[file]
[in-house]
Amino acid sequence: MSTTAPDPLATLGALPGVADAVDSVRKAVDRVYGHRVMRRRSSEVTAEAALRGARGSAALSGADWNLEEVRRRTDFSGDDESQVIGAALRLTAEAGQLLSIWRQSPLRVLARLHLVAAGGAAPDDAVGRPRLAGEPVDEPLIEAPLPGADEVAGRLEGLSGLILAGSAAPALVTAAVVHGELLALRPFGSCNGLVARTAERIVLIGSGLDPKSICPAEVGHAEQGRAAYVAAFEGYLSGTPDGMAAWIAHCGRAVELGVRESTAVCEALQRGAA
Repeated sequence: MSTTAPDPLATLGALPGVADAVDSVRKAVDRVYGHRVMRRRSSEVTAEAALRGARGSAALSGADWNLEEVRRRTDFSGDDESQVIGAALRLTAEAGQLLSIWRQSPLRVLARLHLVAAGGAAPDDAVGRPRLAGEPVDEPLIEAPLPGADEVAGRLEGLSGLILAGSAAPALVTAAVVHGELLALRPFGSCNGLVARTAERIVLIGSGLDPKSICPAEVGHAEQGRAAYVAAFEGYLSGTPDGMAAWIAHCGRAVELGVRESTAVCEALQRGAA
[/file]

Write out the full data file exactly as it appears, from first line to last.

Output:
[in-house]
Amino acid sequence: MSTTAPDPLATLGALPGVADAVDSVRKAVDRVYGHRVMRRRSSEVTAEAALRGARGSAALSGADWNLEEVRRRTDFSGDDESQVIGAALRLTAEAGQLLSIWRQSPLRVLARLHLVAAGGAAPDDAVGRPRLAGEPVDEPLIEAPLPGADEVAGRLEGLSGLILAGSAAPALVTAAVVHGELLALRPFGSCNGLVARTAERIVLIGSGLDPKSICPAEVGHAEQGRAAYVAAFEGYLSGTPDGMAAWIAHCGRAVELGVRESTAVCEALQRGAA
Repeated sequence: MSTTAPDPLATLGALPGVADAVDSVRKAVDRVYGHRVMRRRSSEVTAEAALRGARGSAALSGADWNLEEVRRRTDFSGDDESQVIGAALRLTAEAGQLLSIWRQSPLRVLARLHLVAAGGAAPDDAVGRPRLAGEPVDEPLIEAPLPGADEVAGRLEGLSGLILAGSAAPALVTAAVVHGELLALRPFGSCNGLVARTAERIVLIGSGLDPKSICPAEVGHAEQGRAAYVAAFEGYLSGTPDGMAAWIAHCGRAVELGVRESTAVCEALQRGAA